loopStructs.c

loopStructs.c

The question is usually: “I like to loop through the members of the following struct. How can I do that?” or “Can I loop through the data members of a struct?”. Well, if we think that a struct is stored -of course- in the memory and everything in there can be pointed. Remember function pointers for example. So, set a pointer at the struct and then just increment the pointer, in order to traverse the data members. Maybe some ideas have arrived at your head. Let’s see some code and we comment latter.

#include <stdio.h>

struct foo{
    int a1;
    int a2;
    int a3;
    int a4;
    int a5;
    int a6;
    int a7;
    int a8;
    int a9;
    int a10;
    
    
};

int main(void)
{
    struct foo test;
    test.a1 = 1;
    test.a2 = 2;
    test.a3 = 3;
    test.a4 = 4;
    test.a5 = 5;
    test.a6 = 6;
    test.a7 = 7;
    test.a8 = 8;
    test.a9 = 9;
    test.a10 = 10;

    int *p;
 
    p = (int*)&test;
 
    int i;
    for(i=0;i<10;i=i+1) {
        printf("a%d is %d\n",i+1,*(p+i));
    }
    
    return 0;
}

This code comes from G. Samaras.

If we had an int, a long and a string how could we traverse through it? Well you should think in terms of bytes and do that, but you see that this may become not simple. Moreover, in case you have the data members, all of the same type, it is pretty obvious² that we should use an array in this case.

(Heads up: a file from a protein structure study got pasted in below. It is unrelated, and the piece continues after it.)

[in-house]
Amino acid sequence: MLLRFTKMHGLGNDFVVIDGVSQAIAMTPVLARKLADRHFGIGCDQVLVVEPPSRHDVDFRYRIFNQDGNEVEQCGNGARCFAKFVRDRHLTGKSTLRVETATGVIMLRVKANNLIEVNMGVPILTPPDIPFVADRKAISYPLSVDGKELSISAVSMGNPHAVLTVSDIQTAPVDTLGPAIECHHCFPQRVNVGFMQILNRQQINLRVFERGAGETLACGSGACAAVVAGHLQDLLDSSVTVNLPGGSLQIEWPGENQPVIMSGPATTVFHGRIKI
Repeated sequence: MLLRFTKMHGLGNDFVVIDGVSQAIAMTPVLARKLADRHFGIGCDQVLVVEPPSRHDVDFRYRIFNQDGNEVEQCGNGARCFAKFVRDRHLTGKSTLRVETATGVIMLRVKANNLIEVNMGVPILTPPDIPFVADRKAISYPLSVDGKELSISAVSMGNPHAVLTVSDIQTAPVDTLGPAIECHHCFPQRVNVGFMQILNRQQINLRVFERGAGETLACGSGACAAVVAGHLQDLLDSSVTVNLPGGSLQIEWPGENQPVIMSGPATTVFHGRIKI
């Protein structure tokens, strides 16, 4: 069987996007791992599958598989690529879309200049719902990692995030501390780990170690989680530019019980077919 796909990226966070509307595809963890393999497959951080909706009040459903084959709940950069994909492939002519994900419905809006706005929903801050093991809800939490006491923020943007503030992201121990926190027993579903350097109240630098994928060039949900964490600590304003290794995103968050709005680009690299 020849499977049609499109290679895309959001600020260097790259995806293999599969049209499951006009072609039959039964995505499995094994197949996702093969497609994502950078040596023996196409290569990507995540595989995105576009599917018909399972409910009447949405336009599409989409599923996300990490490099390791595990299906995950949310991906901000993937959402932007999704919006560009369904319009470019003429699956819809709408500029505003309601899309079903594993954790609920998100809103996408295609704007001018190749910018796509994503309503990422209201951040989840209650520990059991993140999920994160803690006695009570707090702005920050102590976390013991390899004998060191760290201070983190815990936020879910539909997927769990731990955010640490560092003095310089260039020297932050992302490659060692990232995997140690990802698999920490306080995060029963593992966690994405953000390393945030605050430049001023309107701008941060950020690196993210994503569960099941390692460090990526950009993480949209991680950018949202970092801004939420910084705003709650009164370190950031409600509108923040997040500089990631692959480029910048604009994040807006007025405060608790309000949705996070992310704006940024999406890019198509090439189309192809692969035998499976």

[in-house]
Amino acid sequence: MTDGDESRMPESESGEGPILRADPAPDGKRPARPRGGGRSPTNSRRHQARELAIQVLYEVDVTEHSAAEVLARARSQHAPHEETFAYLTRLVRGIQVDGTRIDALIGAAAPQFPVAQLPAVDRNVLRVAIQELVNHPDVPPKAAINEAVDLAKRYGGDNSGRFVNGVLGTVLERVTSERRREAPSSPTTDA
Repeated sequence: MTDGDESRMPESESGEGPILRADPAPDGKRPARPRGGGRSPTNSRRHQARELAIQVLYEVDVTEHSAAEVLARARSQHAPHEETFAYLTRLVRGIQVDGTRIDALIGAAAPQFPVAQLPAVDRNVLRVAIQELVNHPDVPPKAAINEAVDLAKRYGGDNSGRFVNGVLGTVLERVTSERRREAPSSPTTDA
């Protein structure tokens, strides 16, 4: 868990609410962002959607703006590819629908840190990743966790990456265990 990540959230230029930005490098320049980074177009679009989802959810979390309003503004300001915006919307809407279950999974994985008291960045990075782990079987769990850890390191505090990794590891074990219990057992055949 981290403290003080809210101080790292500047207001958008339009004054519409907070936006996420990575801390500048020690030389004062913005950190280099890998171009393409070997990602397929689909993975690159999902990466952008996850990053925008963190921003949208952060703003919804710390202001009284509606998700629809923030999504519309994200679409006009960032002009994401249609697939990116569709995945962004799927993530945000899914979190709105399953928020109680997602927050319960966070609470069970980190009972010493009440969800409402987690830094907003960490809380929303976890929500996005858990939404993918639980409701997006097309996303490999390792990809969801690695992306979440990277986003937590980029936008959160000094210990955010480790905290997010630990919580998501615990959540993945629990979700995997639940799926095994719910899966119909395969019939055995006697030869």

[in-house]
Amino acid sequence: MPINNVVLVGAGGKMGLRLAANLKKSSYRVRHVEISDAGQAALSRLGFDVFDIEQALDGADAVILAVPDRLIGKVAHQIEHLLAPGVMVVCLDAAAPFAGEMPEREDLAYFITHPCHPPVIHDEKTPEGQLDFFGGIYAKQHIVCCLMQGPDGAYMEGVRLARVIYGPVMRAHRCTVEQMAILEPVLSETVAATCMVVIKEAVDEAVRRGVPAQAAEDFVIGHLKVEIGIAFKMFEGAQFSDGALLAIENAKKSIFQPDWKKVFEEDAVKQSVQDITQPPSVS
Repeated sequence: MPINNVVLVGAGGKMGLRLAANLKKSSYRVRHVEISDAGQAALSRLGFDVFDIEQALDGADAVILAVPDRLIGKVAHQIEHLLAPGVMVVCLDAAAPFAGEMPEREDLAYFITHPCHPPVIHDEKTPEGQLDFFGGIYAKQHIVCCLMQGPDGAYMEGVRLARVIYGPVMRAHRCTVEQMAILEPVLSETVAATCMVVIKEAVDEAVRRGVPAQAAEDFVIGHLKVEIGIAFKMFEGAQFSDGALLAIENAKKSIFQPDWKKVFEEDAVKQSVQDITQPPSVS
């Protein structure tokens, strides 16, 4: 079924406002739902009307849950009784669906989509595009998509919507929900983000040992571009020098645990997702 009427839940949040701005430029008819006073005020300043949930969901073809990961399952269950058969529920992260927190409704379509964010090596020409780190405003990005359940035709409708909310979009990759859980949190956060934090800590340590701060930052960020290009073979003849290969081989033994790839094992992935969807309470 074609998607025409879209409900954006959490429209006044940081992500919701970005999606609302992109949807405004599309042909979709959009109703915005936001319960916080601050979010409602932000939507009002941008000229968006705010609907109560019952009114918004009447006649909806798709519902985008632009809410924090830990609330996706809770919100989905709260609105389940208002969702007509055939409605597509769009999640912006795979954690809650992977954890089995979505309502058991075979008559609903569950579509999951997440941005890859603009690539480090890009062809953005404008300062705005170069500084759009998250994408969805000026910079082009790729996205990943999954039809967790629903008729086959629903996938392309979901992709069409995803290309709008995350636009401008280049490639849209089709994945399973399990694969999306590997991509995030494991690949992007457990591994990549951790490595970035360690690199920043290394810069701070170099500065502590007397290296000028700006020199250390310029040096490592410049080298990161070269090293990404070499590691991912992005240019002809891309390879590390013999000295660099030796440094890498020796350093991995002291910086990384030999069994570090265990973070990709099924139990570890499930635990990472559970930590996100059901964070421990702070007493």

Notice also, that in C++, things can be a little more tricky… In Java we could just use reflection. Garbage collectors use a tactic like this (not this one, but a similar one..). Sure thing is that this code is not useful and was developed by me for fun, just to see if these questions had a yes answer.

Have questions about this code? Comments? Did you find a bug? Let me know!😀
Page created by G. (George) Samaras (DIT)

5 thoughts on “loopStructs.c

  1. Pingback: looping struct

  2. Just be careful about alignment when you do this:

    C99 6.3.2.3 A pointer to an object or incomplete type may be converted to a pointer to a different
    object or incomplete type. If the resulting pointer is not correctly aligned
    57)for the pointed-to type, the behavior is undefined. Otherwise, when converted back again, the
    result shall compare equal to the original pointer. When a pointer to an object is converted to a pointer to a character type, the result points to the lowest addressed byte of the object. Successive increments of the result, up to the size of the object, yield pointers to the remaining bytes of the object.

    A less boring structure would be harder to reflect. You might find yourself reduced to pointing to and processing the individual bytes of an object.

  3. Whiteflags thanks for your comment. I admit I am not totally sure of what you are saying -> I mean I can not thing of some code now that would expose this undefined behavior. However, I am can say that this code is not here for usage, but for demonstration and as answers to these questions. I do not suggest anybody to use it!
    Again, thank you for your comment.🙂

    • If you want to know, you should look up memory alignment.

      If you try to access a double member with an int pointer this way it probably won’t work for instance. That’s what the standard is saying. That’s why I said a less boring structure would be harder to reflect. Most data structures are made up of differently typed data.

  4. Oh I see your point. Yes, I agree with you. That’s why I comment a less boring struct, that has an int, a long and a string after my code.. Thank you again for your comment😀

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